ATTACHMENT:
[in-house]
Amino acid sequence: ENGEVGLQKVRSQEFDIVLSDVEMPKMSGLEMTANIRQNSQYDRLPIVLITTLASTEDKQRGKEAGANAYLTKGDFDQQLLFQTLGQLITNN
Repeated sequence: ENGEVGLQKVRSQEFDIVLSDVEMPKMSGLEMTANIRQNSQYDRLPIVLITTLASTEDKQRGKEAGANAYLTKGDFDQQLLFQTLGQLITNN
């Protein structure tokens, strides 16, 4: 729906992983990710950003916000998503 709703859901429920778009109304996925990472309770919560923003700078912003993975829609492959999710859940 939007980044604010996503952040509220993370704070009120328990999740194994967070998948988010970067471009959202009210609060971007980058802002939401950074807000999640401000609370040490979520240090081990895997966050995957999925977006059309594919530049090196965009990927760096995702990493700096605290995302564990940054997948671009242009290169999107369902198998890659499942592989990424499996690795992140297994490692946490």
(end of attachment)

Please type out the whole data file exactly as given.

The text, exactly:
[in-house]
Amino acid sequence: ENGEVGLQKVRSQEFDIVLSDVEMPKMSGLEMTANIRQNSQYDRLPIVLITTLASTEDKQRGKEAGANAYLTKGDFDQQLLFQTLGQLITNN
Repeated sequence: ENGEVGLQKVRSQEFDIVLSDVEMPKMSGLEMTANIRQNSQYDRLPIVLITTLASTEDKQRGKEAGANAYLTKGDFDQQLLFQTLGQLITNN
């Protein structure tokens, strides 16, 4: 729906992983990710950003916000998503 709703859901429920778009109304996925990472309770919560923003700078912003993975829609492959999710859940 939007980044604010996503952040509220993370704070009120328990999740194994967070998948988010970067471009959202009210609060971007980058802002939401950074807000999640401000609370040490979520240090081990895997966050995957999925977006059309594919530049090196965009990927760096995702990493700096605290995302564990940054997948671009242009290169999107369902198998890659499942592989990424499996690795992140297994490692946490």